... [a] thoroughly engrossing examination of these two disparate, talented and troubled poetic geniuses ... Crowther synthesizes Plath’s and Sexton’s individual stories into a seamless narrative. Many details will be familiar to die-hard acolytes of either or both poets, but Crowther’s clever integration of these two lives reveals the strong connections between them in new and surprising ways ... with little evidence to draw on beyond a few passing comments in diaries and letters, and one poem Sexton wrote after Plath’s death, Crowther perhaps speculates a bit too much about what each of these women may or may not have thought of the other. Despite this leap, she makes a convincing case that the ripple effects of Plath’s and Sexton’s not-so-quiet rebellions are still being felt.
... compelling and extremely informative ... The focus is less on literary analysis than psychological and societal influences. Nevertheless, it is a thrilling read. Crowther skillfully walks readers through those inebriating early years when Plath and Sexton met as nervous young poets through their blossoming into major literary figures and into the darkness of their struggles with difficult marriages and depression. Offering a powerful and disturbing look into the forces that drive us to creativity and to our own destruction, with all its details of infidelities and hardships, cigarettes, and sorrows, this book leaves readers hungering for more of what these two literary comets burned with: the power of a little poetry ... Deliriously fast-paced and erudite, this is highly recommended for all literature, poetry, and women’s studies collections.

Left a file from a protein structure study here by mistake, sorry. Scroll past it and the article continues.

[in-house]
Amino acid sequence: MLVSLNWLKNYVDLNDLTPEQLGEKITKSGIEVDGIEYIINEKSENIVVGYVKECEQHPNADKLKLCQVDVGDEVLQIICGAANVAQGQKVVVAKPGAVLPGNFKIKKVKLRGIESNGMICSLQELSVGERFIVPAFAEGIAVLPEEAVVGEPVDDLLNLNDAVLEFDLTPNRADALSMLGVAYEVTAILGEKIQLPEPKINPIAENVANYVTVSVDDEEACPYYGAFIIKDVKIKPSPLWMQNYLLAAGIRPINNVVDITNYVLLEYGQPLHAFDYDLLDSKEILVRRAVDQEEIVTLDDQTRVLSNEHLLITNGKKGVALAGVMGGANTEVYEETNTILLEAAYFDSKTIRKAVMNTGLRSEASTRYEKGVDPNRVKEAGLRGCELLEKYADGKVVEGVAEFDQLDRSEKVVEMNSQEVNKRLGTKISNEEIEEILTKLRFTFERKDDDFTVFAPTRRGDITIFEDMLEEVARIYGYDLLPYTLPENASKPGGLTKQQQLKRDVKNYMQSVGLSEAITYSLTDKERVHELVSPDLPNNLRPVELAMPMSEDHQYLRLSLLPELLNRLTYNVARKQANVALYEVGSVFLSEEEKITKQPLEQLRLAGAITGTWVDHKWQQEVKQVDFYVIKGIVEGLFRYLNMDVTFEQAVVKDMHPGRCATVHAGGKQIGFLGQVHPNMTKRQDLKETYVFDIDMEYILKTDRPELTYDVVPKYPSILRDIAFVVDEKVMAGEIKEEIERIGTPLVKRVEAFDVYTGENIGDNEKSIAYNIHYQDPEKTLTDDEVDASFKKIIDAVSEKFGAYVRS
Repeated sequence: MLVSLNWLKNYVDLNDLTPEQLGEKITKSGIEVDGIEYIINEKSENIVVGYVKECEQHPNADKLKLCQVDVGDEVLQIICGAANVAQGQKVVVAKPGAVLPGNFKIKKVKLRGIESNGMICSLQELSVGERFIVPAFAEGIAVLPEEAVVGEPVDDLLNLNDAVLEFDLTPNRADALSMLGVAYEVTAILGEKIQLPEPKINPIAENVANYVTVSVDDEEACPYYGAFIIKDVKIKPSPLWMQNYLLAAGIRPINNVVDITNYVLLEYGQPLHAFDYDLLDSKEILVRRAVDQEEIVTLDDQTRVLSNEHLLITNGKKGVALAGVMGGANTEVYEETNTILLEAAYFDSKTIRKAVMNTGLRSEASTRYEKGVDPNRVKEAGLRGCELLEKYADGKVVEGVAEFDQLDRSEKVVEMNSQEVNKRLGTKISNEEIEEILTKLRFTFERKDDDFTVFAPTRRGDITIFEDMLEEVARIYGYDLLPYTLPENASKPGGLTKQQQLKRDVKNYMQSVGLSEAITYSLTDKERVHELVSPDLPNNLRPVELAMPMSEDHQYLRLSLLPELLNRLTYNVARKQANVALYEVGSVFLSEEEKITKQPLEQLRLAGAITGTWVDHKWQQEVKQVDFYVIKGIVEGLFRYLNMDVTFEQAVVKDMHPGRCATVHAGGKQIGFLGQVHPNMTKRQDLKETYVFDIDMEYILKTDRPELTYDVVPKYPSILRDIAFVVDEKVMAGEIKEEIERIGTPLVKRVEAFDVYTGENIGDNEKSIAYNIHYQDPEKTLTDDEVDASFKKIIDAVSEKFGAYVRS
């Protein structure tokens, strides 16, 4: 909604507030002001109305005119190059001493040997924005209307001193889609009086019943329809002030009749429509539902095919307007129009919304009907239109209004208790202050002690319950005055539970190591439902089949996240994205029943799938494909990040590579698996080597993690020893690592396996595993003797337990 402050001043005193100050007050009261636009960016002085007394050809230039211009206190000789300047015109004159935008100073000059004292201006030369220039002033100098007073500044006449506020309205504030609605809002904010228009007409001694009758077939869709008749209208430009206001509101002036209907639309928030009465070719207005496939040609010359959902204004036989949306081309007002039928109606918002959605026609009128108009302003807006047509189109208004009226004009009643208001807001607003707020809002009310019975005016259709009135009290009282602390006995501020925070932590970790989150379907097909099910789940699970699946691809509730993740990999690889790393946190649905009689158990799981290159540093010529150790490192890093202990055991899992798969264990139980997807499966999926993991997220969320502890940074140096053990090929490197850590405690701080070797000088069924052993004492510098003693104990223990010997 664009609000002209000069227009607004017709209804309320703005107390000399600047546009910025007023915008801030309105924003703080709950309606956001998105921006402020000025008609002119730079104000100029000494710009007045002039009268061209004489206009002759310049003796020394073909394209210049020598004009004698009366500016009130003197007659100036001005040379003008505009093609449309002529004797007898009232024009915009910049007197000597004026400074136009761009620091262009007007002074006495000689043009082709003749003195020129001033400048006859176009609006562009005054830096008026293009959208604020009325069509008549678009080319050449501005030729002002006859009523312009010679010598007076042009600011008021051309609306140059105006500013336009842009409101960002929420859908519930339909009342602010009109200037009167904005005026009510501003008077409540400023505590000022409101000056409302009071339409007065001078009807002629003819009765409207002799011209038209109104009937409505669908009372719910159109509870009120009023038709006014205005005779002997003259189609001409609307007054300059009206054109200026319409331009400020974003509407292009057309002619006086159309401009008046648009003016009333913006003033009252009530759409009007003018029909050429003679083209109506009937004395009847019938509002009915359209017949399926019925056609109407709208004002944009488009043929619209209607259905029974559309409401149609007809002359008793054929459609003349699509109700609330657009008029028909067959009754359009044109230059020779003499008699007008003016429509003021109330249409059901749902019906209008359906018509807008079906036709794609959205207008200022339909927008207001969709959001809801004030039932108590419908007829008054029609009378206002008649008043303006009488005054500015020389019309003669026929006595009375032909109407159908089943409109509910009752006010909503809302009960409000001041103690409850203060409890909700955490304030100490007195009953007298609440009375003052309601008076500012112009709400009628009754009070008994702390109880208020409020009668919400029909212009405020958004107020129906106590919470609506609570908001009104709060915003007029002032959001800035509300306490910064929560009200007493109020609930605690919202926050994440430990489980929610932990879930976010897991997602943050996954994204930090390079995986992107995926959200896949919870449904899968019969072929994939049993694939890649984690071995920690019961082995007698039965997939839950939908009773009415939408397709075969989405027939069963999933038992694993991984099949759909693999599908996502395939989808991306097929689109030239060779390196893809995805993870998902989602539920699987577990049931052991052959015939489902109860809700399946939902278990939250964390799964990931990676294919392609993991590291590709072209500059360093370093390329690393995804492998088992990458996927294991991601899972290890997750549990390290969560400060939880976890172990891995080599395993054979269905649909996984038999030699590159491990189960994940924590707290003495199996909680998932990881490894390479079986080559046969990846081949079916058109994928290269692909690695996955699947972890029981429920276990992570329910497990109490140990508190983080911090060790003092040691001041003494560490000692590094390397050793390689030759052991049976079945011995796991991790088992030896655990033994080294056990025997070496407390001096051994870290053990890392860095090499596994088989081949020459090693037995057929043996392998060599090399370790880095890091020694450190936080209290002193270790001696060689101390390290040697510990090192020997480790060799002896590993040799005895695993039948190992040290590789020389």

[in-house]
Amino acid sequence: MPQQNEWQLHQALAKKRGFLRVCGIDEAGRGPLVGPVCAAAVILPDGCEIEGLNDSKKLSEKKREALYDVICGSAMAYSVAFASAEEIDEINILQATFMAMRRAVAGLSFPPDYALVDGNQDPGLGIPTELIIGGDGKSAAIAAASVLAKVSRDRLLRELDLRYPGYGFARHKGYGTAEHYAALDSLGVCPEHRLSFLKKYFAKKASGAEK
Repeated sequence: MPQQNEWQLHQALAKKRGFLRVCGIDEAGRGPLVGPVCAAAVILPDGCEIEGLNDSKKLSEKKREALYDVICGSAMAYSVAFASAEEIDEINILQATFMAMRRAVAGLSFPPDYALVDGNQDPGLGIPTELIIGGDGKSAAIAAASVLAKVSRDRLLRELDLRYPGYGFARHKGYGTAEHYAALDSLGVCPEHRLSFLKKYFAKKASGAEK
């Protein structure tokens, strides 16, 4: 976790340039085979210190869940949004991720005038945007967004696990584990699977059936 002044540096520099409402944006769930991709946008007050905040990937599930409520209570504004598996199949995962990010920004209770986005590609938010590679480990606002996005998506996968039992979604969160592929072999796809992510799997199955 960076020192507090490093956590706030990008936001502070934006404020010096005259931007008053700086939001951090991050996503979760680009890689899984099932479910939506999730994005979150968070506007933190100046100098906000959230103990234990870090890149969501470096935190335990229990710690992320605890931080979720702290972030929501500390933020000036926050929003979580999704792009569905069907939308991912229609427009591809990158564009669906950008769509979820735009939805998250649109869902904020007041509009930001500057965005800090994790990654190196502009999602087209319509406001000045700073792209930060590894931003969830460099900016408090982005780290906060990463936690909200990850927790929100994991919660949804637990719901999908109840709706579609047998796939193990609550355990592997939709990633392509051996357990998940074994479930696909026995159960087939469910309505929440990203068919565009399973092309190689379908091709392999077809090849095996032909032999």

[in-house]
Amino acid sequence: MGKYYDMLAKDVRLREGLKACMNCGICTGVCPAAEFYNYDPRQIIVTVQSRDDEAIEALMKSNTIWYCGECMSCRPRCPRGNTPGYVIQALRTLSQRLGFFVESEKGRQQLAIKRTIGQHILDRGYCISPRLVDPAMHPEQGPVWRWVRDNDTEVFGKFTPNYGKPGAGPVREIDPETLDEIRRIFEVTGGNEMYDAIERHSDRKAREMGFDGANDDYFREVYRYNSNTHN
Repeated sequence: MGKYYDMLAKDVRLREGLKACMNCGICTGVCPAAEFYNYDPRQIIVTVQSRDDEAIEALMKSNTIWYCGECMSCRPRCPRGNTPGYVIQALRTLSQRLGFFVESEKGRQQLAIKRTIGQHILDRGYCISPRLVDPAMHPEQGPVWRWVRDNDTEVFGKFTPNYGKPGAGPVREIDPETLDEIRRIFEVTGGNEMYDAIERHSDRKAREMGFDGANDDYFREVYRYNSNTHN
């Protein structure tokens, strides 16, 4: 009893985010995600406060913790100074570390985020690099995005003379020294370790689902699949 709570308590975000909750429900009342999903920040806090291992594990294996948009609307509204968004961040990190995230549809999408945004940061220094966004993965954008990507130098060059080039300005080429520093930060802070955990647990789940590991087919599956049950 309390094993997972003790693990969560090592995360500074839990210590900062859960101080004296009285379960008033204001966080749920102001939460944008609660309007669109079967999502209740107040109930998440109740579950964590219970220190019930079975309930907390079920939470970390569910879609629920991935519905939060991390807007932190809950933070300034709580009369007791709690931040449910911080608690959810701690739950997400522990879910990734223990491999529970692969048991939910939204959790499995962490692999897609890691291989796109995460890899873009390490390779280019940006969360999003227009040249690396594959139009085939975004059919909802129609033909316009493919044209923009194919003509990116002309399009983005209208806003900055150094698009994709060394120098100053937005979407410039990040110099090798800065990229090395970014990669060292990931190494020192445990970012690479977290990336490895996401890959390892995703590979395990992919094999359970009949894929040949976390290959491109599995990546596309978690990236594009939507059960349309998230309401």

... solid ... Despite her excellent research, Crowther’s style is sometimes distracting ... Nevertheless, this insightful account is a slick addition to the body of work on these two influential poets.